Reflex sympathetic dystrophy syndrome

From Academic Kids

Reflex sympathetic dystrophy syndrome (RSDS) — also known as complex regional pain syndrome (CPRS)— is a chronic condition characterized by severe burning pain, pathological changes in bone and skin, excessive sweating, tissue swelling, and extreme sensitivity to touch. The syndrome, which is a variant of a condition known as causalgia, is a nerve disorder that occurs at the site of an injury (most often to the arms or legs). It occurs especially after injuries from high-velocity impacts such as those from bullets or shrapnel. However, it may occur without apparent injury. Causalgia was first documented in the 19th century by physicians concerned about pain Civil War veterans continued to experience after their wounds had healed. Doctors often called it "hot pain," after its primary symptom. Over the years, the syndrome was classified as one of the peripheral neuropathies, and later, as a chronic pain syndrome. RSDS is currently classified as a variant of causalgia, not necessarily caused by trauma.


Contents

Symptoms

The symptoms of RSDS usually occur near the site of an injury, either major or minor, and include: burning pain, muscle spasms, local swelling, increased sweating, softening of bones, joint tenderness or stiffness, restricted or painful movement, and changes in the nails and skin. One visible sign of RSDS near the site of injury is warm, shiny red skin that later becomes cool and bluish.

The pain that patients report is out of proportion to the severity of the injury and gets worse, rather than better, over time. It is frequently characterized as a burning, aching, searing pain, which may initially be localized to the site of injury or the area covered by an injured nerve but spreads over time, often involving an entire limb. It can sometimes even involve the opposite extremity. Pain is continuous and may be heightened by emotional stress. Moving or touching the limb is often intolerable. Eventually the joints become stiff from disuse, and the skin, muscles, and bone atrophy. The symptoms of RSDS vary in severity and duration. There are three variants of RSDS, previously thought of as stages. It is now believed that patients with RSDS do not progress through these stages sequentially and/or that these stages are not time limited. Instead, patients are likely to have one of the three following types of disease progression:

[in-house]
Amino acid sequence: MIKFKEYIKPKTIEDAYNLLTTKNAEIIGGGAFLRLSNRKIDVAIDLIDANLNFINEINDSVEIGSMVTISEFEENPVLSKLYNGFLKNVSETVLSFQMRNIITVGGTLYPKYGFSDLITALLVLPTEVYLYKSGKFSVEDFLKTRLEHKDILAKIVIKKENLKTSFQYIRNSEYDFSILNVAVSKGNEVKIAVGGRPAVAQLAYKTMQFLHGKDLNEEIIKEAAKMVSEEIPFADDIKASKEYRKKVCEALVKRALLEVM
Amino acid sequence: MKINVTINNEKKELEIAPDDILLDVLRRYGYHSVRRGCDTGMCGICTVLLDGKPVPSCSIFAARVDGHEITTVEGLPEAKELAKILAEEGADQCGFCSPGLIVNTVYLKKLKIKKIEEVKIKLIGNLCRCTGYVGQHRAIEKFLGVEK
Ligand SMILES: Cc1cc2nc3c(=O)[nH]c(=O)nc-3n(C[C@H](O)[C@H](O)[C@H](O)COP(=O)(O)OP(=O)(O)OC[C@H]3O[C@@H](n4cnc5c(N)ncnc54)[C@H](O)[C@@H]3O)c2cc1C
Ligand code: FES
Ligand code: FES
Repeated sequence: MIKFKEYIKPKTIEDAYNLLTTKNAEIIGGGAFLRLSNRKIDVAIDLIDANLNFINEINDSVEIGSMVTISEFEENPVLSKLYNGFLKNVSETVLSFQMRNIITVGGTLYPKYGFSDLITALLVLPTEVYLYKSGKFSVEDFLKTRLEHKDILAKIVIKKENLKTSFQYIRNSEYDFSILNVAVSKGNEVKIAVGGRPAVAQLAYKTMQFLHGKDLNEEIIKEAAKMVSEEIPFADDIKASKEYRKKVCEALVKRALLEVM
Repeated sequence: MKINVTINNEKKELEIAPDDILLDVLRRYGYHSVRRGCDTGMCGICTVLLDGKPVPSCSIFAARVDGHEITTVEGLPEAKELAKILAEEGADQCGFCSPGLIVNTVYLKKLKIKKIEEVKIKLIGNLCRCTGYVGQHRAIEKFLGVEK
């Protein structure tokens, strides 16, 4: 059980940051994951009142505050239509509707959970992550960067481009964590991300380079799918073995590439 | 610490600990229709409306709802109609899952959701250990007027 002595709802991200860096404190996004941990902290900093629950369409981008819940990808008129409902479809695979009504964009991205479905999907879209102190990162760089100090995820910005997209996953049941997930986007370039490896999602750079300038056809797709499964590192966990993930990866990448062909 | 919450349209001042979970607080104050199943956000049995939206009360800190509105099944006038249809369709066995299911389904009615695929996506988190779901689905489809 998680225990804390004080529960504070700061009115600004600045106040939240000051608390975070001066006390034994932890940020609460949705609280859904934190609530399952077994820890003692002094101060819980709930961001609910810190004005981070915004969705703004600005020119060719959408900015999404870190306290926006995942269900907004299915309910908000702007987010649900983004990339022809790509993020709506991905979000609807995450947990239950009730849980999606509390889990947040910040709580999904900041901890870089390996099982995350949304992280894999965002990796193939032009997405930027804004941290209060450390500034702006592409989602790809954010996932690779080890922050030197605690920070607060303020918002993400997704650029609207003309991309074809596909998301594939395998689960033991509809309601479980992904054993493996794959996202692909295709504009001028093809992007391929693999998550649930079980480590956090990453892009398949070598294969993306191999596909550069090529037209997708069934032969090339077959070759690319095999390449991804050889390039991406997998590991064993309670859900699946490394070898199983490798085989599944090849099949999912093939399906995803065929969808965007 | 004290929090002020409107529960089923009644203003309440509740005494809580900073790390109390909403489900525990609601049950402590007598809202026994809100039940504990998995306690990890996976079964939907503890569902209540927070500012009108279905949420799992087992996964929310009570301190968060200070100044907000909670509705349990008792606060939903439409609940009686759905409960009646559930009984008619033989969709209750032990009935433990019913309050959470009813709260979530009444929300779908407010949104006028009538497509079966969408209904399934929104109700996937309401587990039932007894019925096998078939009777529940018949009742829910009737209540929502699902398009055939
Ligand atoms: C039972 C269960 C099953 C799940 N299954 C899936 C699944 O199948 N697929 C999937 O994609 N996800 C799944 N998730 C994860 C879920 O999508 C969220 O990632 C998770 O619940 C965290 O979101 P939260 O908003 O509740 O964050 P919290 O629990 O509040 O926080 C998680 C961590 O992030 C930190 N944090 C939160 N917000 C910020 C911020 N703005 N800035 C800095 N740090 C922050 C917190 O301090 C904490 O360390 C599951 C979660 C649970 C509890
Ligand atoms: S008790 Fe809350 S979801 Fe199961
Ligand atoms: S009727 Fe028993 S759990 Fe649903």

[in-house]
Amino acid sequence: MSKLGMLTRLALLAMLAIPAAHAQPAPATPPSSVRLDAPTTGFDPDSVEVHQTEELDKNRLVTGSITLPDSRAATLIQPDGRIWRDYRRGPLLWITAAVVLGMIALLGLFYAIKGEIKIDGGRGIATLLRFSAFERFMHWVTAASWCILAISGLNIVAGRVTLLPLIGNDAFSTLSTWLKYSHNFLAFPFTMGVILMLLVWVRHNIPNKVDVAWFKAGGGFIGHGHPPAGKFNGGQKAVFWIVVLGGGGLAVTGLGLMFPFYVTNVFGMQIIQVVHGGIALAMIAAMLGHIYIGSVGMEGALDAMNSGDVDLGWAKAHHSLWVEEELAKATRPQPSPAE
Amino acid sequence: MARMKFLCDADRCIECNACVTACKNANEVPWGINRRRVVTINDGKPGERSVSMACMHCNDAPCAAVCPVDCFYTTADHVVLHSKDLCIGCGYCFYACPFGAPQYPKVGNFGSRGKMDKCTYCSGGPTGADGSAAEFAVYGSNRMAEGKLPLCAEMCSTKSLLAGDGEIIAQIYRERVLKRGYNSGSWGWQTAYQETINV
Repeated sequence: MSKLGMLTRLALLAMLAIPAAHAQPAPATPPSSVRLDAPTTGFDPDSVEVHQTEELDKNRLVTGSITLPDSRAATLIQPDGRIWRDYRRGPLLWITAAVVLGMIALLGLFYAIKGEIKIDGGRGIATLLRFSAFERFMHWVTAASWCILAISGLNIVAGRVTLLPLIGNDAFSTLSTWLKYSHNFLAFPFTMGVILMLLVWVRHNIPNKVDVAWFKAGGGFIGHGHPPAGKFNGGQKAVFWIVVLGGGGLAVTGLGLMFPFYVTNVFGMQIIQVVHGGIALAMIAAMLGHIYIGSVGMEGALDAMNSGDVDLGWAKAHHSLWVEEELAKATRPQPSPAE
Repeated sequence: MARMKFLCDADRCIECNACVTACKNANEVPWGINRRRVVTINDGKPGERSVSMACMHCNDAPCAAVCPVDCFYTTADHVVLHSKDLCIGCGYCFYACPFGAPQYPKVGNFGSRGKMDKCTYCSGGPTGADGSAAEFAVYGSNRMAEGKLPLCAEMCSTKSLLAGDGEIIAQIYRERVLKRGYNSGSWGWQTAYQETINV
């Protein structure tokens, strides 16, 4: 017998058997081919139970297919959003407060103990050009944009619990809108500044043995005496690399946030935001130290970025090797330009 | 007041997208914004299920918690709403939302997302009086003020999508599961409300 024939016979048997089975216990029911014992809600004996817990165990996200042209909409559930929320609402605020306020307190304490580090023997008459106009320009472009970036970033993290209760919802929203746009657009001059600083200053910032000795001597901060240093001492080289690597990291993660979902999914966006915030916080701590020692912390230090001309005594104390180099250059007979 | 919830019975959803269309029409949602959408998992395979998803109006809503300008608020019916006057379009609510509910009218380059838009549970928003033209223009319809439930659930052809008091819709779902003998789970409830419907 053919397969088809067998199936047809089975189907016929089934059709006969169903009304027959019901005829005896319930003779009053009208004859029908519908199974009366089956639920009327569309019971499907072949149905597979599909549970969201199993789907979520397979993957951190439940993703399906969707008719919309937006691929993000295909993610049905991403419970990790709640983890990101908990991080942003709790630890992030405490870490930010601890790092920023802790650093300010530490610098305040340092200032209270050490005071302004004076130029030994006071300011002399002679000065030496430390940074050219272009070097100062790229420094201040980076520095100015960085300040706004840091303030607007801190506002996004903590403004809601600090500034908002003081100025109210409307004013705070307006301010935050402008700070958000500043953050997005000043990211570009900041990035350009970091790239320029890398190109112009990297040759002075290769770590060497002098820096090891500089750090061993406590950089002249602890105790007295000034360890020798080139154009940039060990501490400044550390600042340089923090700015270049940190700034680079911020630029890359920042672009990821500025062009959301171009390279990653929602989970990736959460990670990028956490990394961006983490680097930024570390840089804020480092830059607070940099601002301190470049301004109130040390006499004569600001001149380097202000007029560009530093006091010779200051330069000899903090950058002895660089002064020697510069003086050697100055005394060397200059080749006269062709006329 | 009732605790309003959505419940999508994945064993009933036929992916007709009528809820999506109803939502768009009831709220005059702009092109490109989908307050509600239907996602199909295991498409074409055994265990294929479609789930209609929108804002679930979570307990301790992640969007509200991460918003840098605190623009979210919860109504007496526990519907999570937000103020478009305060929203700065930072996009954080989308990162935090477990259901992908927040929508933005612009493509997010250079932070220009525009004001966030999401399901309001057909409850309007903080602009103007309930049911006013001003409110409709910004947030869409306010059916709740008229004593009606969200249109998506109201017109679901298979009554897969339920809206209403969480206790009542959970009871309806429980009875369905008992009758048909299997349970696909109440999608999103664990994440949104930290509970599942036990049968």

1. Type one is characterized by severe, burning pain at the site of the injury. Muscle spasm, joint stiffness, restricted mobility, rapid hair and nail growth, and vasospasm (a constriction of the blood vessels) that affects color and temperature of the skin can also occur.
  2. Type two is characterized by more intense pain. Swelling spreads, hair growth diminishes, nails become cracked, brittle, grooved, and spotty, osteoporosis becomes severe and diffuse, joints thicken, and muscles atrophy.
  3. Type three is characterized by irreversible changes in the skin and bones, while the pain becomes unyielding and may involve the entire limb. There is marked muscle atrophy, severely limited mobility of the affected area, and flexor tendon contractions (contractions of the muscles and tendons that flex the joints). Occasionally the limb is displaced from its normal position, and marked bone softening is more dispersed.

Cause

The cause of RSDS is unknown. The syndrome is thought to be the result of damaged nerves of the sympathetic nervous system — the part of the nervous system responsible for controlling the diameter of blood vessels. These damaged nerves send inappropriate signals to the brain, interfering with normal information about sensations, temperature, and blood flow. Since RSDS is most often caused by trauma to the extremities, other conditions that can bring about RSDS include sprains, fractures, surgery, damage to blood vessels or nerves, and cerebral lesions. The disorder is unique in that it simultaneously affects the nerves, skin, muscles, blood vessels, and bones.

Susceptibility

RSDS can strike at any age, but is more common between the ages of 40 and 60. It affects both men and women, but is most frequently seen in women. Although it can occur at any age, the number of RSDS cases among adolescents and young adults is increasing.

Investigators estimate that two to five percent of those with peripheral nerve injury and 12 to 21 percent of those with hemiplegia (paralysis of one side of the body) will suffer from RSDS.

How is RSDS diagnosed?

RSDS is often misdiagnosed because it remains poorly understood. Diagnosis is complicated by the fact that some patients improve without treatment. A delay in diagnosis and/or treatment for this syndrome can result in severe physical and psychological problems. Early recognition and prompt treatment provide the greatest opportunity for recovery.RSDS is diagnosed primarily through observation of the symptoms. However, some physicians use thermography — a diagnostic technique for measuring blood flow by determining the variations in heat emitted from the body — to detect changes in body temperature that are common in RSDS. A color-coded "thermogram" of a person in pain often shows an altered blood supply to the painful area, appearing as a different shade (abnormally pale or violet) than the surrounding areas of the corresponding part on the other side of the body. An abnormal thermogram in a patient who complains of pain may lead to a diagnosis of RSDS. X-rays may also show changes in the bone.